Chennai, Oct 18 (IANS) More than measuring insurance penetration as a measure of premium income, it is important to quantify it as a measure of financial and social progress, states a joint research report by ASSOCHAM and credit rating agency CRSIL.
In a statement issued on Sunday, the Associated Chambers of Commerce and Industry of India (ASSOCHAM) stresses on the need to set up an insurance index in India for for insurance penetration to be quantified as a measure of financial and social progress.
Citing the joint study with CRISIL, the industry body said as it is not enough to limit the study of insurance growth to mere premium figures and policy numbers.
“By including insurance parameter within a measure, it is possible to get a more holistic view of the extent of financial under-penetration,” ASSOCHAM said.
As per the study, there is a need for a comprehensive view on insurance penetration including the analysis of penetration of insurance agents.
To make sure that growth is inclusive, penetration of various kinds of insurance such as micro insurance, livelihood insurance (such as crop, livestock, small business) and others should also be considered.
According to the study, a gender-based view is also required. It is important to know the number of female policy holders to gauge whether insurance and financial services are accessible to both sexes equally.
The joint study said that postal insurance is an expansive channel of distribution with a wide reach across the nation.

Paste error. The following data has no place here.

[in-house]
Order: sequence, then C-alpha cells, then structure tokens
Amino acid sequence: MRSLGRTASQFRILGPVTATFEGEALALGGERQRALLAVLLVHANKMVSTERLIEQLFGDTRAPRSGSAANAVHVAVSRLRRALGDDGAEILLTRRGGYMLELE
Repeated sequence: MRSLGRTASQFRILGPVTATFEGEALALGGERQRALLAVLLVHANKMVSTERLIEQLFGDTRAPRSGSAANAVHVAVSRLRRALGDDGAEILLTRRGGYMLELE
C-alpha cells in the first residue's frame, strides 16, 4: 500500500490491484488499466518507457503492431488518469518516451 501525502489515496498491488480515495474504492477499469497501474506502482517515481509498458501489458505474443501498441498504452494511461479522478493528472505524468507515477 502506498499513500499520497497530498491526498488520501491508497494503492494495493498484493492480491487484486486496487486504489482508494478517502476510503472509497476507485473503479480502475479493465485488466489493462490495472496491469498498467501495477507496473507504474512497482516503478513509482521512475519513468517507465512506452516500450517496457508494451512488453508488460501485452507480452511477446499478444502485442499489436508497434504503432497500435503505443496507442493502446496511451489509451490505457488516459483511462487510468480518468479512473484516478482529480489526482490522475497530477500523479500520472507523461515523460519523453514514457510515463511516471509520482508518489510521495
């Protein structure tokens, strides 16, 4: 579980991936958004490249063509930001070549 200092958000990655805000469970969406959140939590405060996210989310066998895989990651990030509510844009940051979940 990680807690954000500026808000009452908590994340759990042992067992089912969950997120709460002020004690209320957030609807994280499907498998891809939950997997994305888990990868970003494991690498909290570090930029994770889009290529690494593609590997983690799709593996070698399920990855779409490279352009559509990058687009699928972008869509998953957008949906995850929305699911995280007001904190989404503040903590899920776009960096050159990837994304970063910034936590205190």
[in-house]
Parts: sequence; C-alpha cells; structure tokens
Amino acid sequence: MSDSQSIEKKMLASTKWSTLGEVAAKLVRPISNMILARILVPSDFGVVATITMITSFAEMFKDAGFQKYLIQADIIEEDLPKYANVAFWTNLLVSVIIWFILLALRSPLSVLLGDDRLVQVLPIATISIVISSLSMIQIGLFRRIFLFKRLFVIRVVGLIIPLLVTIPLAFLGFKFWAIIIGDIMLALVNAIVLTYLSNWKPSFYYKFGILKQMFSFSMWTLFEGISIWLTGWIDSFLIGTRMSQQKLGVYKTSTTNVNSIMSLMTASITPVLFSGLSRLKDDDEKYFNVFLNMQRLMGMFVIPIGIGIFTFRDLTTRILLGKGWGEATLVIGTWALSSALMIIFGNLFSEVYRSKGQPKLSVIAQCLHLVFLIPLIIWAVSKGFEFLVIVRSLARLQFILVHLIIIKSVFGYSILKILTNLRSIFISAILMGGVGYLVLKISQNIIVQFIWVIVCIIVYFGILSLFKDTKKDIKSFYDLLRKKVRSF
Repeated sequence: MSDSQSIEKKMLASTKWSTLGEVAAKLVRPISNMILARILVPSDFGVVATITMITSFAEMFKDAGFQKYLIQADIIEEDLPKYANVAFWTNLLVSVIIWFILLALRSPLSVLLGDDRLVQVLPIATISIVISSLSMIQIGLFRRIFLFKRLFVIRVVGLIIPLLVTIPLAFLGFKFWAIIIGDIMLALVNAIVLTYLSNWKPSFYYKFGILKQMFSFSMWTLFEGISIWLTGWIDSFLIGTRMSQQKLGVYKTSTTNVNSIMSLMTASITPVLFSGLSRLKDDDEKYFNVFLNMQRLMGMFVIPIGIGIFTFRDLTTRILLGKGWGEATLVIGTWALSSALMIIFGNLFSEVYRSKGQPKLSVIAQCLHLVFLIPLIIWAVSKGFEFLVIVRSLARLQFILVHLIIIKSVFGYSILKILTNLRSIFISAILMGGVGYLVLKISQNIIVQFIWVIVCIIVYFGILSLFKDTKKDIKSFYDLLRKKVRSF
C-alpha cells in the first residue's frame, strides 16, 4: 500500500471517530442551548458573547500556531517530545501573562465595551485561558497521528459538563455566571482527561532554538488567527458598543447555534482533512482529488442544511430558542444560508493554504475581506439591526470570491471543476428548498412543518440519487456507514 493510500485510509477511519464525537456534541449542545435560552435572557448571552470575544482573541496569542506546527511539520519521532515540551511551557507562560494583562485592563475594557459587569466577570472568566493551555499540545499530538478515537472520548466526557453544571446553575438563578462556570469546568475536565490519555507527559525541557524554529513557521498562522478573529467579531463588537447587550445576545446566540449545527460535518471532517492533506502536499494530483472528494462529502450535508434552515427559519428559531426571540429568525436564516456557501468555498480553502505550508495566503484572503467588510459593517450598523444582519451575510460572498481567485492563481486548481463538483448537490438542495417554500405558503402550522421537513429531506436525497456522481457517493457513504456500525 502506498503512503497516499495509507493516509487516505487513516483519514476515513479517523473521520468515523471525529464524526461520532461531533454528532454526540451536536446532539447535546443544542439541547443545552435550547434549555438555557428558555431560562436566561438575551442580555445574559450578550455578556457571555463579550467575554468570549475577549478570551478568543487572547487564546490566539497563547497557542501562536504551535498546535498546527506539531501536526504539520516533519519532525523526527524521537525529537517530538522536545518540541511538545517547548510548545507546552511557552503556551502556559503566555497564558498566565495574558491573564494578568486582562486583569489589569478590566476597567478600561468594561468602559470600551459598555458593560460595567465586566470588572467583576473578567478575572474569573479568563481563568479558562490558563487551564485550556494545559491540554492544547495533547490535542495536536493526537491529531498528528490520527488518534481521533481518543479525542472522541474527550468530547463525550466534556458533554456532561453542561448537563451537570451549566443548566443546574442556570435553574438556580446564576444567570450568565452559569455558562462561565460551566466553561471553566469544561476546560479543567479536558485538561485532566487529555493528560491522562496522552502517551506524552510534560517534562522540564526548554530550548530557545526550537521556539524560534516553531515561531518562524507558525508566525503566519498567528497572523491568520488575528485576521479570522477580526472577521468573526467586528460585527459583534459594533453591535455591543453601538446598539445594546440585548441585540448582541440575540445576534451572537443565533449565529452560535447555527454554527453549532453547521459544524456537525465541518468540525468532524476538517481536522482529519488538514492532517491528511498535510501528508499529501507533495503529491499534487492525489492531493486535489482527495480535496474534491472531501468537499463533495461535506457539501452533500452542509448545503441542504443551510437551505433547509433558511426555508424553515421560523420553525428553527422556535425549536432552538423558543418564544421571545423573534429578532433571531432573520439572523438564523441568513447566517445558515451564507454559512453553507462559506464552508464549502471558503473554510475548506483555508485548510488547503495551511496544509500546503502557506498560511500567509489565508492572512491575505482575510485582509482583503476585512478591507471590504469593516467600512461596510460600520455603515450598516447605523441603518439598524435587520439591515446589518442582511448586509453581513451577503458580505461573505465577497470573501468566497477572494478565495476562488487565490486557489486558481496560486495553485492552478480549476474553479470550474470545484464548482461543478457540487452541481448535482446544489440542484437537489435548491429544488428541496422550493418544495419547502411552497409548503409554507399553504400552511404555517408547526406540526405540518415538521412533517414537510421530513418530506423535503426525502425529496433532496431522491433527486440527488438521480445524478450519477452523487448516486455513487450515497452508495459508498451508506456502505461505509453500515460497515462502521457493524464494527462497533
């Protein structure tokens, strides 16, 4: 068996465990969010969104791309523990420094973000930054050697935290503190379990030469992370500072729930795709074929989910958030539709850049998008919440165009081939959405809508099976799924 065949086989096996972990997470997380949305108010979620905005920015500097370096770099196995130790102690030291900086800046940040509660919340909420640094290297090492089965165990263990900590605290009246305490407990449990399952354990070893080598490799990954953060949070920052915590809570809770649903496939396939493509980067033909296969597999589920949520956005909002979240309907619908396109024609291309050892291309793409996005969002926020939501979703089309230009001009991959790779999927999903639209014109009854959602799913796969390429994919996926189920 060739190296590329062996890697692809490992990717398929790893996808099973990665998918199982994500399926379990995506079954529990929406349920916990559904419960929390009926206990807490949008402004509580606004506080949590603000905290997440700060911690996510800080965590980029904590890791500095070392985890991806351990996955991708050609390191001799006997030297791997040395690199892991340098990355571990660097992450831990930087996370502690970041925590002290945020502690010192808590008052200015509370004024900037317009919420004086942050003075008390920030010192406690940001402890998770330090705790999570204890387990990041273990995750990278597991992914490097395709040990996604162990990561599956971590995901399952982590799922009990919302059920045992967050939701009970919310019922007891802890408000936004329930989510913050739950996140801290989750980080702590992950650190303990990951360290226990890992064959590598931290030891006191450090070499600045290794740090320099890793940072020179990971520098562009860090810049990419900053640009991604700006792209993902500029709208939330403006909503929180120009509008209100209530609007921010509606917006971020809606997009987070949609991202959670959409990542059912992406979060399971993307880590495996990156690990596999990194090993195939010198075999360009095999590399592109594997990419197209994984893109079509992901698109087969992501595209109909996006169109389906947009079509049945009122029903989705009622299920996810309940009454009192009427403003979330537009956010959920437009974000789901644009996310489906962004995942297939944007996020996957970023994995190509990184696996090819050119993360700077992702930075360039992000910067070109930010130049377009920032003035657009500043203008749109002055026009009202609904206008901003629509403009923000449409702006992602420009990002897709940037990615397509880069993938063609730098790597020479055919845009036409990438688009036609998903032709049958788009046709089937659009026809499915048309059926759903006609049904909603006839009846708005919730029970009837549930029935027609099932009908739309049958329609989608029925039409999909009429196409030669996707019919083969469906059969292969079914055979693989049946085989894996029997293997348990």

The extent of postal insurance penetration can give an overall view of the scope of insurance in the country. A holistic view on accessibility of financial services can give a fair idea as to how far the actual situation is from the ideal.
Such an index could also be used by relevant industry players and policymakers to move towards financial inclusion and reach out to potential markets, noted the study.
At 3.9 percent (2013-14), insurance penetration in India paints a grim picture against the world average of 6.3 percent largely due to limited financial awareness and literacy among masses.
Besides, India is also far behind advanced economies on insurance density, which is measured as a ratio of premium to total population unlike insurance penetration, which is a ratio of premium to gross domestic product (GDP).